Pennsylvania Governor Tom Wolf Signs Online-Gambling Regulatory Bill

Updated: November 2nd, 2017 by Dev Ops

It’s official: Pennsylvania will soon become the fourth US state to formally allow its citizens to play real-money online poker, following this week’s signing of an omnibus budget measure by PA Governor Tom Wolf that includes a broad gambling expansion in the state.

Pennsylvania’s 13 casinos (one in Philadelphia was just approved) will have first dibs on the online-gambling licenses which will be offered under the state’s expanded gambling offerings. And yes, that includes online poker, thus adding Pennsylvania to the short list of US states that authorize and regulate the activity. It’s been nearly five years since Nevada, Delaware, and New Jersey opened up the regulated US online-poker market, though Pennsylvania’s approval is every bit as important: It’s very likely to trigger a second wave of online-poker-friendly US states that will likewise join the party over the next couple of years.

Pennsylvanians will have access to several other new forms of gambling as well. The online casino games will also be available in limited areas of Pennsylvania’s airports, while another online gambling activity, daily fantasy sports, was also approved. Pennsylvania is the 17th US state to formally approve DFS play.

The state’s own lottery offerings will also be made available online, joining other populous states such as New York and Illinois in that regard, and though the state’s powerful tavern lobby failed in its effort to have video gaming terminal (VGT) gambling approved for the state’s taverns, there’s at least a small step in that direction as well: Certain truck stops throughout the state will be allowed to set up small gaming rooms — mini-casinos, if you will — offering select video-gambling offerings.

The state even approved sports betting at authorized facilities, though that would only happen if the current federal PASPA ban on the activity is overturned. Such a reversal for that ’80s-era law might come in the ongoing Supreme Court challenge brought against it by neighboring New Jersey. That PASPA battle is due for a hearing in December and will be ruled upon in 2018.

It’s all a bit heady for pro-gambling Pennsylvanians, who have battled for years to bring the state into the e-gambling era. The first real-money online poker sites in the state should appear in the spring of 2018; the bill’s language allows for the expanded gaming opportunities to go into effect withing 60 days, but it unlikely that the complete regulatory framework, including license approval and game testing, can happen that quickly.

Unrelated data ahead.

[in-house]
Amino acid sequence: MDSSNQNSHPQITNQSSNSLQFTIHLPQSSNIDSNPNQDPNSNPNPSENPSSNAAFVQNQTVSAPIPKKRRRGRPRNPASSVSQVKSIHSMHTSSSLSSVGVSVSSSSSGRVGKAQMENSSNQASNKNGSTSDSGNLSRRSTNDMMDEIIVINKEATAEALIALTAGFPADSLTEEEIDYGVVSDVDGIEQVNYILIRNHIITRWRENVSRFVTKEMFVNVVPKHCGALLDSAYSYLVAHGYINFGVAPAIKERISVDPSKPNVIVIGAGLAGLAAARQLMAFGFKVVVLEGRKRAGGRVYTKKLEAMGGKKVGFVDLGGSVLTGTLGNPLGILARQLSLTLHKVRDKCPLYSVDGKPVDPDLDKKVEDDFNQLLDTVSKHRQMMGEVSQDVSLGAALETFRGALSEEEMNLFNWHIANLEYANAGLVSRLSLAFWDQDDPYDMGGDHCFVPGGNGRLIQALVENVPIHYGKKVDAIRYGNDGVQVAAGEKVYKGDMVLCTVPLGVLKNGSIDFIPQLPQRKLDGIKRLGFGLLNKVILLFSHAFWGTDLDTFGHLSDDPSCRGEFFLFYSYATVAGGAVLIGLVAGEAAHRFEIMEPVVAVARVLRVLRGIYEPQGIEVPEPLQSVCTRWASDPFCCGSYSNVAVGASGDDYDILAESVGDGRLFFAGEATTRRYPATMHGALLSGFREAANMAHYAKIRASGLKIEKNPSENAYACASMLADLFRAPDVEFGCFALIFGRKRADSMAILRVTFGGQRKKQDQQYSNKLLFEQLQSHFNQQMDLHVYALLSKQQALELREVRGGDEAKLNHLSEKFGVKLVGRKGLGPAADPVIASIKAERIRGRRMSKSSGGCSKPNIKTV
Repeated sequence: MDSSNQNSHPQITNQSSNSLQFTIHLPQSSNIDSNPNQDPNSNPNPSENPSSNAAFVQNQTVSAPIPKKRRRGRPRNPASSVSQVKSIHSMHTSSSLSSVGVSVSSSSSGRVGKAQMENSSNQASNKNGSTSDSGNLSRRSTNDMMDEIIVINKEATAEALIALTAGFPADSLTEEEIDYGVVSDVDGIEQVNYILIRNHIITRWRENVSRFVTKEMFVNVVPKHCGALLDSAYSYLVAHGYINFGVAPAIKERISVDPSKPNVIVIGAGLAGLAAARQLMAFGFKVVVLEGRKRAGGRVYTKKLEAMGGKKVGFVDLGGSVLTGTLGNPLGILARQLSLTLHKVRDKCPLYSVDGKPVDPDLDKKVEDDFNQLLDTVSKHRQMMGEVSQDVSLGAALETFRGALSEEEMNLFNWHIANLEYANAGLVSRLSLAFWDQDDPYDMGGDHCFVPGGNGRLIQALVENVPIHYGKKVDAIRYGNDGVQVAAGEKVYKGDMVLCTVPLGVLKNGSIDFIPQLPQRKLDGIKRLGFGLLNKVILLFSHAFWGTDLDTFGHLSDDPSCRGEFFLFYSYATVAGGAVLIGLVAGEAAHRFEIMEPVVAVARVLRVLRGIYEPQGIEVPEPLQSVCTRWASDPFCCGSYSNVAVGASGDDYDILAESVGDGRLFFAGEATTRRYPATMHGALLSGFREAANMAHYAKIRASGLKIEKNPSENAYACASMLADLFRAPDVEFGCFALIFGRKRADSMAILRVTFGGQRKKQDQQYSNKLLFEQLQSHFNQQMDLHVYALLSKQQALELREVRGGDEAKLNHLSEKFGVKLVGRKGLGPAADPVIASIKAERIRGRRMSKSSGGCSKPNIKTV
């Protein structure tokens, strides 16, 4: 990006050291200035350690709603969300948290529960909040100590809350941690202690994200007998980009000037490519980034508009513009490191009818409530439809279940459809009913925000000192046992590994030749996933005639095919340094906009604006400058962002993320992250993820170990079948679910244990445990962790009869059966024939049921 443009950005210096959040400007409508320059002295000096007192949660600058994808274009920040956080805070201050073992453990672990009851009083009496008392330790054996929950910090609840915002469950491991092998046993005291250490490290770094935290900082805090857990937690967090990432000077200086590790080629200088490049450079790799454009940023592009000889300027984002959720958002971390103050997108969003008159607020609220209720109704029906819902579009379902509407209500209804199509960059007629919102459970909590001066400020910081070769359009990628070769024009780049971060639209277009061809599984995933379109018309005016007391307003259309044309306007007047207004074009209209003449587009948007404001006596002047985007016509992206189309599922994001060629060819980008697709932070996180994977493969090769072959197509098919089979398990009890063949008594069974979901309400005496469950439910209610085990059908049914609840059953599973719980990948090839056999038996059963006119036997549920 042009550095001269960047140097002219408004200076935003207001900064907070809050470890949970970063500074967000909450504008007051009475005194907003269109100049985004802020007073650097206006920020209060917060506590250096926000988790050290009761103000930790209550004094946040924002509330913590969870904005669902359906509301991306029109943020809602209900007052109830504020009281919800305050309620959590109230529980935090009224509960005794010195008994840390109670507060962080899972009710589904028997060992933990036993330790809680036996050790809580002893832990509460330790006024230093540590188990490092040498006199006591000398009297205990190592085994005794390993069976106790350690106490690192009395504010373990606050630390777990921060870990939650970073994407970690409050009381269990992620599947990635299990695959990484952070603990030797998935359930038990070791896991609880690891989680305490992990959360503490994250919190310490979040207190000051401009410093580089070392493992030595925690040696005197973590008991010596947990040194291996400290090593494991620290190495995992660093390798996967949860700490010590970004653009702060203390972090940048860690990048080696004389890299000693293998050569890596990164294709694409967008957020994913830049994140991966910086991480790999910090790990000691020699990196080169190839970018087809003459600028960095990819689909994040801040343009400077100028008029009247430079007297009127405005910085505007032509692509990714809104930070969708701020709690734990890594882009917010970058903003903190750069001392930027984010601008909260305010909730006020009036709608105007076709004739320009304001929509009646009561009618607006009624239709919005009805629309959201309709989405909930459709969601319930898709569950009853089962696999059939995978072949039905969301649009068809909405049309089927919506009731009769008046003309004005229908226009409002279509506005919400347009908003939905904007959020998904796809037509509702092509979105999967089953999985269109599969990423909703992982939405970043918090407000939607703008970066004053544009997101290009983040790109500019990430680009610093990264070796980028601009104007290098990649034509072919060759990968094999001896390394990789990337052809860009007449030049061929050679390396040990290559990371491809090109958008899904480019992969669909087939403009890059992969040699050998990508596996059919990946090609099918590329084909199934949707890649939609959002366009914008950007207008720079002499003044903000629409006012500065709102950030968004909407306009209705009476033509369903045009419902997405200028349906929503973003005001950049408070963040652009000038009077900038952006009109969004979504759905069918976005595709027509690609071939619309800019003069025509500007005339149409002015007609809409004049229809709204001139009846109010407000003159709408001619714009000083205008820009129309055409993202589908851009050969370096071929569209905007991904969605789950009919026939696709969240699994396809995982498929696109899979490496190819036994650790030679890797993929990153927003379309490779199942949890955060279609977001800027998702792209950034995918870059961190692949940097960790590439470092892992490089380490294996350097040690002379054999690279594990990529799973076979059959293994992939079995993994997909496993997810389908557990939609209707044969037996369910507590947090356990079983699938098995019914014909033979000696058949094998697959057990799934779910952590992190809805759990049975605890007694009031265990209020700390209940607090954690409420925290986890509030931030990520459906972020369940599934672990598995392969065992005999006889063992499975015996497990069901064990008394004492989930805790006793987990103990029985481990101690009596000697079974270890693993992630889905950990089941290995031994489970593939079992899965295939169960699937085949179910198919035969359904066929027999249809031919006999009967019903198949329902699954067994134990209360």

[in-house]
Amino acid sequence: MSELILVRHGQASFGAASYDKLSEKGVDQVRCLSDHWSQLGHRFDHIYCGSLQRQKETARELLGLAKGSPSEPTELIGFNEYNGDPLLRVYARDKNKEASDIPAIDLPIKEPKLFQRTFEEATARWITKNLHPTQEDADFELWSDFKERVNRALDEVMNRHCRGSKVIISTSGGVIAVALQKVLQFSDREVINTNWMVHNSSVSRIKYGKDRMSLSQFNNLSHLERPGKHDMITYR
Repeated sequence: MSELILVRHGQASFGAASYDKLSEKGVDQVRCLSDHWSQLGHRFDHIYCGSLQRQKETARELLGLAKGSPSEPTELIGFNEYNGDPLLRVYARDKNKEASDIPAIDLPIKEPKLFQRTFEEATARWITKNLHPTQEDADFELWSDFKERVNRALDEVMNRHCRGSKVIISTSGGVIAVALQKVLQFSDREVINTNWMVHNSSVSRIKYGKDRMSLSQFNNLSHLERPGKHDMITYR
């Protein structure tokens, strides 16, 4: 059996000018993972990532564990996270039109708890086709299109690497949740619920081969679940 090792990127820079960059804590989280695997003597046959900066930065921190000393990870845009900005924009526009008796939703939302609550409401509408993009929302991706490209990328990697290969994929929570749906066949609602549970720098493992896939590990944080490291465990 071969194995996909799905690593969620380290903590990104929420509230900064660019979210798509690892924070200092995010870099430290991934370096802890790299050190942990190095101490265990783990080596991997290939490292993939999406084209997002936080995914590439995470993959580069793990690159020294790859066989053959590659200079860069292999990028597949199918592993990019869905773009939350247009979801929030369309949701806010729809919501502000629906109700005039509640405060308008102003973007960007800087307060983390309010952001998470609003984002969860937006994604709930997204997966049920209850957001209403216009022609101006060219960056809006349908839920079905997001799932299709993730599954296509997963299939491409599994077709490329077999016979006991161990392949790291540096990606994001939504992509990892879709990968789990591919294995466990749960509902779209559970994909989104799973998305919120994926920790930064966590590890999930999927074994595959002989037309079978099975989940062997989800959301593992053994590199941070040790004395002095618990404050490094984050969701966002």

Many of the forces that pushed for online-poker approval in Pennsylvania celebrated both the passage of the compromise budget bill (H 271) and Governor Wolf’s signing of the measure, which made it official. Along that line, the Pennsylvania effort may have been the first real success for the Poker Players Alliance, which put in a significant amount of effort to make the pro-poker side of the debate known to the state’s legislators.

“This is a major victory for consumers who, for years, have asked the state to step up and provide meaningful protections,” said the PPA’s executive director, John Pappas, after H 271 passed both houses of Pennsylvania’s state legislature but before Governor Wolf signed it into law. “The iGaming law will also help create new growth opportunities for the Commonwealth’s bricks and mortar casinos while providing needed revenue for the state budget.”

Pappas attributed some of the increased warmth toward online-gambling approval in Harrisburg to the success the activity has enjoyed in neighboring New Jersey, where it has added a steadily increasing stream of tax revenue to the state’s coffers. Said Pappas, ““The experience in New Jersey has been nothing short of exceptional. iGaming is responsibly operated by licensed casinos and the technologies they deploy ensure adherence to strict regulatory standards. Moreover, the industry is growing and so are tax revenues. Pennsylvania is now in the driver seat to do even better.”

Pappas did note that the tax rate on internet-based slots in Pennsylvania as approved under the new law (54%), is far more than New Jersey’s 17%, and may in fact retard growth in that sector. However, that appears to be a matter that can fine-tuned down the road, if and when it can be demonstrated that too high a tax rate on that activity actually reduces the state’s revenue. For now, though, getting a regulated market opened in Pennsylvania is the big victory that all poker players and online-gambling fans should be celebrating.

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